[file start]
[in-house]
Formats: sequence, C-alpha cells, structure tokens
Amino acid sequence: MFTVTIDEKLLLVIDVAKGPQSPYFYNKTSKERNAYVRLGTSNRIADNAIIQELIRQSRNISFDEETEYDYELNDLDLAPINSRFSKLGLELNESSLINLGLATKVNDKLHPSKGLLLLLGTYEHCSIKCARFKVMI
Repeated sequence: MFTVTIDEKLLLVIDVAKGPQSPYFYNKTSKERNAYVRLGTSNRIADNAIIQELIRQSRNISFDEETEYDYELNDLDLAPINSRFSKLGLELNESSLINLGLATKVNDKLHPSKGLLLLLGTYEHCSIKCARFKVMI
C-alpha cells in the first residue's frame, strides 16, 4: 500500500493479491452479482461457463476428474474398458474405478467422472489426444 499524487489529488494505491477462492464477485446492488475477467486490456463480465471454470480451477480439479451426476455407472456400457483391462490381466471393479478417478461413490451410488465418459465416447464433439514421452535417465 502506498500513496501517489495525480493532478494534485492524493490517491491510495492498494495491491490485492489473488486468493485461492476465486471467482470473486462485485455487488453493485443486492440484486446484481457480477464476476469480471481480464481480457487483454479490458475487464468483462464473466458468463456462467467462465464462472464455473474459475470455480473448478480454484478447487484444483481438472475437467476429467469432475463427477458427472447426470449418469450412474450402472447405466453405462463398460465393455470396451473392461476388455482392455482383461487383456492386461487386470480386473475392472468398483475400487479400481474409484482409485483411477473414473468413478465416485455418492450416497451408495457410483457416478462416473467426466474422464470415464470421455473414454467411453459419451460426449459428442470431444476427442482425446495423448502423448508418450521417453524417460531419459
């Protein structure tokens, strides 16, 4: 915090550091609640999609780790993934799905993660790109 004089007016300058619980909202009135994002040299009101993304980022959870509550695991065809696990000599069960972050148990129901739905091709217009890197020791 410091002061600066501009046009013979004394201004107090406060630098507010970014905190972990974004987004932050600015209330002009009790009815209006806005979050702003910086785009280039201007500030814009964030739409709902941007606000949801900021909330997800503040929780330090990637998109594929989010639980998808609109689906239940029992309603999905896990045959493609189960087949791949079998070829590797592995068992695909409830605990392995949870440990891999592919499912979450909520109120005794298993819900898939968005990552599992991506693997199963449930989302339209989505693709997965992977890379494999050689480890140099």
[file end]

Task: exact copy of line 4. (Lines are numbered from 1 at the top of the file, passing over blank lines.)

Repeated sequence: MFTVTIDEKLLLVIDVAKGPQSPYFYNKTSKERNAYVRLGTSNRIADNAIIQELIRQSRNISFDEETEYDYELNDLDLAPINSRFSKLGLELNESSLINLGLATKVNDKLHPSKGLLLLLGTYEHCSIKCARFKVMI